How I Fell in Love With Canada
When I was younger I didn’t care much for Canada. That sounds terrible, but let me explain. I love history and culture, in particular European culture. Compared to the “captains and kings,” and the grand empires and high civilizations of Europe, Canada’s history and culture seemed, well…dull. This was made worse by the fact that my countrymen didn’t seem too enthusiastic about their country either. There didn’t seem to be many reasons to be inspired by Canada, so I wasn’t. I concentrated on other nations and cultures, particularly Japan and Europe. What a mistake!
The Turning Point
It wasn’t until I lived in Japan that I realized how great a country Canada was. I spent most of my thirties there, and during that time I came to understand that I was, indeed, Canadian. Japan is a great country. My time there was well spent, but as much as I admire the Japanese, their values aren’t mine. As soon as I realized that, I began to search for my real Canadian identity. Before doing so, however, I had to recognize some important facts. First, I was Western. That may seem obvious, but it wasn’t to me. To use a current expression, I had “identified” with being Japanese and a “citizen of the world.” It seems embarrassing now, but I believed it then. What my time in Japan taught me was that, in the end, I was totally and completely Western and Canadian.
Searching for the Maple Leaf
But what did that mean? I had thought that I was automatically Canadian, then realized that I hadn’t understood what being Canadian meant. It meant more than having a passport. After all, hundreds of thousands of people live and work overseas, have a Canadian passport, and don’t give a fig about the True North Strong and Free except when they get in trouble and the Canadian government has to bail them out. Being Canadian had to mean more than that. I came back to Canada in my early forties, and it was then that my search for what it meant to be Canadian kicked into high gear.
Reading, Reading and more Reading
I hadn’t liked Canadian history, but now I loved it. I couldn’t get enough of it. In fact, I was starving for it, and suddenly it was anything but boring. I collected books on Canadian history. I bought rare anthologies with articles and books written by greats like Stephen Leacock, Thomas B. Costain, Donald Creighton and Pierre Burton. I even bought the first ever series on Canadian history, a leather bound, hand tooled set entitled “Canada and its Provinces” published in 1913. Along with older authors I read more recent ones like Peter C. Newman, Johnathon Kay and Andre Pratte. I read and read and read…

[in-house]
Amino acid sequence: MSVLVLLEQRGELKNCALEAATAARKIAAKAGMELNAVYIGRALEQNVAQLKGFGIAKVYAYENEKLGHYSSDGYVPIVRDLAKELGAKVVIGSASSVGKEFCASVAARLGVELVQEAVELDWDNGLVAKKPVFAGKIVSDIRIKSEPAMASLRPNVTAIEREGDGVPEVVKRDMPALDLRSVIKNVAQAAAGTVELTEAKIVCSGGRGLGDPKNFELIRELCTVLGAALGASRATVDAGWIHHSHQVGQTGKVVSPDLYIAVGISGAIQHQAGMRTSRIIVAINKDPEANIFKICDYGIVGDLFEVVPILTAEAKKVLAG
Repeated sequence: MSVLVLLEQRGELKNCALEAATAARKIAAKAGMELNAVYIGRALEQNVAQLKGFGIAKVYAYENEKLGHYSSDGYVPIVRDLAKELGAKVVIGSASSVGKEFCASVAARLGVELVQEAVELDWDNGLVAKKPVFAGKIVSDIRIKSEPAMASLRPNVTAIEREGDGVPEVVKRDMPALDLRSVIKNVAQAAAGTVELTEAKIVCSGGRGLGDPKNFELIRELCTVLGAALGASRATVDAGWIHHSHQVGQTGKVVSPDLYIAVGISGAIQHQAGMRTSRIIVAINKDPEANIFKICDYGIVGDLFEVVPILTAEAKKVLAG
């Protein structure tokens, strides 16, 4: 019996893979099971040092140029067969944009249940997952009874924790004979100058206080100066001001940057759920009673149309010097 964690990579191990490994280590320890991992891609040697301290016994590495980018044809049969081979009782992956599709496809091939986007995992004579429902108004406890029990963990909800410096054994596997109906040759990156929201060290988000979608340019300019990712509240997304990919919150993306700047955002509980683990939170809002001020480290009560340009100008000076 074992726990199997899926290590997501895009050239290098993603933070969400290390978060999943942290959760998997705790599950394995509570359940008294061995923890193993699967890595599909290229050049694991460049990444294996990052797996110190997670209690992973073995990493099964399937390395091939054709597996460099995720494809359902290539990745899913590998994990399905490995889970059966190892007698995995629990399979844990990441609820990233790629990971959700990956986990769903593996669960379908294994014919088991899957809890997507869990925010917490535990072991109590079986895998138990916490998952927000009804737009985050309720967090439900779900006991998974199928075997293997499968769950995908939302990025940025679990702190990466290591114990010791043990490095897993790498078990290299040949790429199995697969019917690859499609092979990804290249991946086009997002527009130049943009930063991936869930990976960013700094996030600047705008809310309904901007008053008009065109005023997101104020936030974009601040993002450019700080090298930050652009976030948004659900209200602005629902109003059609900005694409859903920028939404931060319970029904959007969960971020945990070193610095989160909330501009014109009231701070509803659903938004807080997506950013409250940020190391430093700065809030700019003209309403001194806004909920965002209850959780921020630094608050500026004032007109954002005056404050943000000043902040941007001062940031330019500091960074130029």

The “New” Canada
What I discovered staggered me. Canada was fascinating! Canadians were heroic. In fact, they were amongst the bravest people on earth. Their struggle for nationhood was awesomely inspiring. My research showed me the true Canada. I was especially impressed by Peter C. Newman’s book “Hostages to Fate” a tale of the courage and persistence of the United Empire Loyalists. But it wasn’t only them. It was Joseph and Molly Brandt, Sir Isaac Brock, Tecumseh, Montcalm, Wolfe and countless others. It was John A. McDonald’s fight to create a nation and his determination to link it from “Sea to Sea.” It was Laurier’s statesmanship and John Diefenbaker’s Bill of Rights. It was great stuff, and my country was a great place. How could I have ever thought Canada’s history wasn’t interesting? I had discovered the traditional narrative of Canada, and it was inspiring. It made me proud to be Canadian.
The Other Narrative
But there was another narrative being created. It had been introduced to Canadians for decades, and by the time I had grown to love my country it had gained tremendous power. It is with us today and has more influence than ever. Unfortunately, it isn’t good. It has deeply affected our nation and brainwashed our young. In the new narrative Canada isn’t a great nation. It is “post national” the first state that isn’t a country at all and doesn’t need to be. Its history is shameful. Canada is a racist place with a history of colonialist aggression. It has suppressed people, enslaved them and indulged in genocide. It is guilty of a host of crimes. We Canadians are “racists” “sexists” “ableists” and “colonialists” even “speciesists.” And we have been “phobes” as well, “homophobes” “transphobes” and “xenophobes.” I realized that, in this new narrative, the act of loving traditional Canada, might mean that you are a xenophobe. And, If you believe in Canada’s traditional history and not the new narrative, you might be supporting bigotry and racism, whether you know it or not.
A Hall of Mirrors
There’s only one problem with the new narrative. It’s wrong. Those who advance it are wrong too folks, they were before, and they are now, so don’t fall for the new Liberal progressive narrative or the ideology that supports it. It is so distorted that it reminds me of a fun house hall of mirrors. You know the one I mean, where a person’s image is completely distorted, and they appear as ridiculously tall, fat or skinny. The liberal progressive, leftist inspired narrative of Canada is like that distorted image. The traditional narrative of Canada is the real image of my nation. No, it’s not perfect. It left some things out, but it is the closest and most accurate narrative to a real history of Canada that we have. I have learned to love my country because of it. That isn’t going to change. I am unlikely ever to believe in the distorted narrative of Canada leftist radicals have created. And, if you care about this country, you shouldn’t either.